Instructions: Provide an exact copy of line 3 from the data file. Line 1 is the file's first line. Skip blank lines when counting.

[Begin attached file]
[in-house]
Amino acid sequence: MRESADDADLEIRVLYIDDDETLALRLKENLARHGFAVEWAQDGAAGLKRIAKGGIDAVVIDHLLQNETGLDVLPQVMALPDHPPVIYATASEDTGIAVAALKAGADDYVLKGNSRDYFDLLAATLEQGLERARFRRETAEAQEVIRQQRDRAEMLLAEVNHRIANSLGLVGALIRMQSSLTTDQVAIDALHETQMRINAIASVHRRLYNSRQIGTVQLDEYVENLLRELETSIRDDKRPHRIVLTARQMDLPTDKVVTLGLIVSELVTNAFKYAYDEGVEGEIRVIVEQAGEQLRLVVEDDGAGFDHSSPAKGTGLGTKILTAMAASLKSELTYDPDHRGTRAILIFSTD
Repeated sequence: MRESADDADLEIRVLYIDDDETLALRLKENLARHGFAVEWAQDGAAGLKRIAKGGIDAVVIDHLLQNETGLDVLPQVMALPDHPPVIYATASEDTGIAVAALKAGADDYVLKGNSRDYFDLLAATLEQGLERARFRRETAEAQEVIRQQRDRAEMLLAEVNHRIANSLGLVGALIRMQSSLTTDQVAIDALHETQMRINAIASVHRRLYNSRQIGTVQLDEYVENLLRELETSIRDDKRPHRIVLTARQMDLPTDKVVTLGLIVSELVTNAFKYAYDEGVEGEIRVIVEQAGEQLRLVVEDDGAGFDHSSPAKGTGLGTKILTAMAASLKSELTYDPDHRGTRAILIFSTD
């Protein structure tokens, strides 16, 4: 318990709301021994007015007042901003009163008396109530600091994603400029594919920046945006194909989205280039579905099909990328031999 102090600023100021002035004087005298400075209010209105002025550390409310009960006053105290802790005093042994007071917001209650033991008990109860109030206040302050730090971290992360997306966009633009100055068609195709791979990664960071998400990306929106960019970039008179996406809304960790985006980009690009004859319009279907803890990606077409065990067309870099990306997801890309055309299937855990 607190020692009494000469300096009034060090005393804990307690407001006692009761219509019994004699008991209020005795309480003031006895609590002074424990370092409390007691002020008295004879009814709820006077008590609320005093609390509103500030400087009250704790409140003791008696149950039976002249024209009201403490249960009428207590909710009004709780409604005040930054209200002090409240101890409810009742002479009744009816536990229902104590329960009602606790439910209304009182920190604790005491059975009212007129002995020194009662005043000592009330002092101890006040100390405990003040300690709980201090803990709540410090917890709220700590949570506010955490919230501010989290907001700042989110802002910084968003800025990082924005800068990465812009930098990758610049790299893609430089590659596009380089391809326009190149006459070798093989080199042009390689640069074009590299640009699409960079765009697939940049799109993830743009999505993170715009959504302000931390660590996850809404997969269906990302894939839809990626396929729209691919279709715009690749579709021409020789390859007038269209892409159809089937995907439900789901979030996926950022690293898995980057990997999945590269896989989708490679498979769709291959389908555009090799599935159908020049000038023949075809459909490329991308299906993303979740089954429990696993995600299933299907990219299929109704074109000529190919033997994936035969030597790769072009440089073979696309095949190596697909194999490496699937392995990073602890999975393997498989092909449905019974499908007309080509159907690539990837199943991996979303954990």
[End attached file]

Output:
Repeated sequence: MRESADDADLEIRVLYIDDDETLALRLKENLARHGFAVEWAQDGAAGLKRIAKGGIDAVVIDHLLQNETGLDVLPQVMALPDHPPVIYATASEDTGIAVAALKAGADDYVLKGNSRDYFDLLAATLEQGLERARFRRETAEAQEVIRQQRDRAEMLLAEVNHRIANSLGLVGALIRMQSSLTTDQVAIDALHETQMRINAIASVHRRLYNSRQIGTVQLDEYVENLLRELETSIRDDKRPHRIVLTARQMDLPTDKVVTLGLIVSELVTNAFKYAYDEGVEGEIRVIVEQAGEQLRLVVEDDGAGFDHSSPAKGTGLGTKILTAMAASLKSELTYDPDHRGTRAILIFSTD